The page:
- Sonya Clark’s “Pearl of Mother”
Art can respond eloquently to current events; sometimes it even anticipates them. Or so it seems, in retrospect, with DIGS — Sexism in the Arts, a group show at Artists Image Resource curated by Carolyn Pierotti. Sexism is a perennial issue, but DIGS opened in May, some five months before this year’s floodgates of allegations of sexual misconduct and assault were flung open with charges against globally known arts purveyor Harvey Weinstein. At least one work in DIGS, Sarika Goulatia’s interactive, wrenchingly intimate Prosecuterix, was re-exhibited elsewhere (at Carlow University). Another cogent look at related issues was Hacking/Modding/Remixing as Feminist Protest, curator Angela Washko’s big, multi-decade retrospective of women artists exploring both art and technology.
Discussions of race also continued to animate galleries here (including controversy over inclusion in the Three Rivers Arts Festival of a white artist’s painting depicting the death of Tamir Rice). Perhaps the biggest statement was 20/20: The Studio Museum in Harlem and the Carnegie Museum of Art, an ambitious blend of works from the two institutions that sometimes searchingly, sometimes scorchingly addressed what “America” means through the lens of race. In Oaths and Epithets — Work by Sonya Clark, at Contemporary Craft, the Virginia-based artist employed everyday materials ($5 bills, human hair) to explore slavery and its legacy. Firelei Baez brilliantly worked similar turf in Firelei Baez: Bloodlines, a show of 17 paintings at The Andy Warhol Museum. Braddock’s own LaToya Ruby Frazier — a MacArthur “genius grant” winner who still lives here part time — finally got her first hometown solo exhibits. Excerpts of Frazier’s iconic series The Notion of Family (at Silver Eye Center for Photography) forged a metaphor linking urban abandonment and wounded black bodies, while her collaborative On the Making of Steel Genesis: Sandra Gould Ford + LaToya Ruby Frazier (at the August Wilson Center) honored the legacies of both Pittsburgh steelworkers and a fellow African-American woman artist. And at the Mattress Factory, Vanessa German offered sometimes.we.cannot.be.with.our.bodies, a two-room installation that’s an overwhelming statement on black pain and resilience.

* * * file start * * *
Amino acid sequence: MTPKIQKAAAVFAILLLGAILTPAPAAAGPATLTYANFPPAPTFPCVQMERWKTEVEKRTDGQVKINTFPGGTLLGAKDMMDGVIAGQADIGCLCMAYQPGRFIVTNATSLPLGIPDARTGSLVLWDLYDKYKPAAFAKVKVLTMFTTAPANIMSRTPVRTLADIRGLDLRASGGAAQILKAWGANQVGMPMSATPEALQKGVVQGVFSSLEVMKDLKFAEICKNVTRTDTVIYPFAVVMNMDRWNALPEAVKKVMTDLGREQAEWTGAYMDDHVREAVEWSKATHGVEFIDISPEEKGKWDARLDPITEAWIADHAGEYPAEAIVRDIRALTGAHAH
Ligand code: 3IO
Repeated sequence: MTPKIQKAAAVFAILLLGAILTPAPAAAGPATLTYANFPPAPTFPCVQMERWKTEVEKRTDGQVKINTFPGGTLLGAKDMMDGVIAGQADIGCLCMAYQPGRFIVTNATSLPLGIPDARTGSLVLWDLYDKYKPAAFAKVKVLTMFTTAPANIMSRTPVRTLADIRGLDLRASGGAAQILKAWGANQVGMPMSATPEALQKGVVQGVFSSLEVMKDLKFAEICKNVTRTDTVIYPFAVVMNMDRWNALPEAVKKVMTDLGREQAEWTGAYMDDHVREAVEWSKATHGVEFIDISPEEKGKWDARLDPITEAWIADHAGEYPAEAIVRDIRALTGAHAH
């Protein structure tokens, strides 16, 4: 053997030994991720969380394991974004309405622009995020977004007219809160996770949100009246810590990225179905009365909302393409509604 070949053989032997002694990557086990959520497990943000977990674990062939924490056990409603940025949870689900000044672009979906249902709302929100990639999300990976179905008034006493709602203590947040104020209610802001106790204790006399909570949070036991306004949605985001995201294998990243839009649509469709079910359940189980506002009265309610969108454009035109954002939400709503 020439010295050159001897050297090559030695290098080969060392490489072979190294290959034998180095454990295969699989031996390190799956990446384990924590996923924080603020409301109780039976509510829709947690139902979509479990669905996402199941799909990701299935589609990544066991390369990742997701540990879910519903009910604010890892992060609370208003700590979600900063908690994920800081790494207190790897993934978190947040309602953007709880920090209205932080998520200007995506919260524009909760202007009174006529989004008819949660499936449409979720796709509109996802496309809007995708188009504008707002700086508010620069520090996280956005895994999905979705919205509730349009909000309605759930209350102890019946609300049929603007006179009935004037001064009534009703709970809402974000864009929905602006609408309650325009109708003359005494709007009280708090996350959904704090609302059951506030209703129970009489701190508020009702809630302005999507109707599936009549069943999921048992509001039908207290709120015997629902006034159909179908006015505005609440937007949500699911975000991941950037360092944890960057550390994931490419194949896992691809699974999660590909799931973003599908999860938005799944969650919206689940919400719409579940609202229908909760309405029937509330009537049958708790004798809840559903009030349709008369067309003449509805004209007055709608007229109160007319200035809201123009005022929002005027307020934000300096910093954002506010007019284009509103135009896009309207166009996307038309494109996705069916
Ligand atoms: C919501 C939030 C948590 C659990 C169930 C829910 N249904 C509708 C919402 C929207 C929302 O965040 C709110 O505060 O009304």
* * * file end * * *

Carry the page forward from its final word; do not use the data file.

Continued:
Other shows that impressed CP critics include: Natasha Neira’s canny installation This Isn’t About You (709 Penn Gallery); Irving Penn: Beyond Beauty, a huge touring show honoring the pioneering photographer (Frick Art Museum); local comics hero Ed Piskor’s first-ever solo show, Hermetically Sealed (ToonSeum); and Pittsburgh Center for the Arts’ spring suite of nine solo exhibits, especially work by Nikki Brugnoli, Misty Morrison, and Devan Shimoyama and Danny Ferrell.